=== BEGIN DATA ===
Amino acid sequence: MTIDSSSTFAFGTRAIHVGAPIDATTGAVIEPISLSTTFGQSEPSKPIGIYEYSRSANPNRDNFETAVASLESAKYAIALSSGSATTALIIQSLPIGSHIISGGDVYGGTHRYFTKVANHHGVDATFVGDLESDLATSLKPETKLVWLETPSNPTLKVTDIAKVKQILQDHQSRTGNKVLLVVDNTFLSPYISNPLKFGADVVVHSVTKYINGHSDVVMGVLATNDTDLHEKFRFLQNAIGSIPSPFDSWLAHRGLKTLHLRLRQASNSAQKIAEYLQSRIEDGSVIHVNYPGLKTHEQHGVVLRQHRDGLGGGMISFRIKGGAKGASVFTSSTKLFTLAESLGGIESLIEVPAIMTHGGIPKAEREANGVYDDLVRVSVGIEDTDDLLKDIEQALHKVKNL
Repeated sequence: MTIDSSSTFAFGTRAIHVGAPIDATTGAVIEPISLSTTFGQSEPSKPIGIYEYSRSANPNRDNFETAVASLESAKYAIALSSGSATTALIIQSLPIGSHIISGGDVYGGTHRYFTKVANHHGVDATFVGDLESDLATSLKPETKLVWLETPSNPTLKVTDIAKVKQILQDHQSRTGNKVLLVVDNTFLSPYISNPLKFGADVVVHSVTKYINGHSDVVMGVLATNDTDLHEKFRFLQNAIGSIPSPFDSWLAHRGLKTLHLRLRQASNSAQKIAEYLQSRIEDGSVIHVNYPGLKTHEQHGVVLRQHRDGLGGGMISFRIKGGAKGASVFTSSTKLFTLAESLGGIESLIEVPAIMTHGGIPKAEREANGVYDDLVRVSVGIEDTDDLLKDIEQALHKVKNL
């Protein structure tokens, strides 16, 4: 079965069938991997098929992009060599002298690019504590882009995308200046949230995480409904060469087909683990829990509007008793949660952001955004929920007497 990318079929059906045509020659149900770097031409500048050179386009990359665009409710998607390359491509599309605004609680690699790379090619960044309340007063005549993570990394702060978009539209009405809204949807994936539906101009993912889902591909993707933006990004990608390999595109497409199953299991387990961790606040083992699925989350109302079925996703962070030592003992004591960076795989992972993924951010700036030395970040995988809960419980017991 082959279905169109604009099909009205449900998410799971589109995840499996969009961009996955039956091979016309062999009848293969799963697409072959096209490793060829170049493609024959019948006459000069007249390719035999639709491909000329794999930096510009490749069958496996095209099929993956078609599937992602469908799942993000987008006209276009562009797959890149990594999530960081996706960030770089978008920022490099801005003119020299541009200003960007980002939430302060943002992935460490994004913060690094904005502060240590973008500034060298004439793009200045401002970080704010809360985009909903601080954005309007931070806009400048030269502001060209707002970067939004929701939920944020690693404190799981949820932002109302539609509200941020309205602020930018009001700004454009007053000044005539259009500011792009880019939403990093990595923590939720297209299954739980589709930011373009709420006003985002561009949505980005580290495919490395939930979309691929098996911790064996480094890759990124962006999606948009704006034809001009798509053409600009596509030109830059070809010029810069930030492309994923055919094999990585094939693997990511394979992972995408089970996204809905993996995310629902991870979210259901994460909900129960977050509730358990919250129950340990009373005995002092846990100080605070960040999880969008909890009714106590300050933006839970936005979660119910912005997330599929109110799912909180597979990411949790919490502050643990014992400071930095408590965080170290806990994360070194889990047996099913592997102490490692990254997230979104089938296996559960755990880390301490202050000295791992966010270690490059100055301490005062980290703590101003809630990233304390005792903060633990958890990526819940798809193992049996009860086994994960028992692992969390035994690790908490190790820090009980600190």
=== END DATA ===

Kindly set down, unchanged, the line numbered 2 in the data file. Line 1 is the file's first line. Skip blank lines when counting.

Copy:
Repeated sequence: MTIDSSSTFAFGTRAIHVGAPIDATTGAVIEPISLSTTFGQSEPSKPIGIYEYSRSANPNRDNFETAVASLESAKYAIALSSGSATTALIIQSLPIGSHIISGGDVYGGTHRYFTKVANHHGVDATFVGDLESDLATSLKPETKLVWLETPSNPTLKVTDIAKVKQILQDHQSRTGNKVLLVVDNTFLSPYISNPLKFGADVVVHSVTKYINGHSDVVMGVLATNDTDLHEKFRFLQNAIGSIPSPFDSWLAHRGLKTLHLRLRQASNSAQKIAEYLQSRIEDGSVIHVNYPGLKTHEQHGVVLRQHRDGLGGGMISFRIKGGAKGASVFTSSTKLFTLAESLGGIESLIEVPAIMTHGGIPKAEREANGVYDDLVRVSVGIEDTDDLLKDIEQALHKVKNL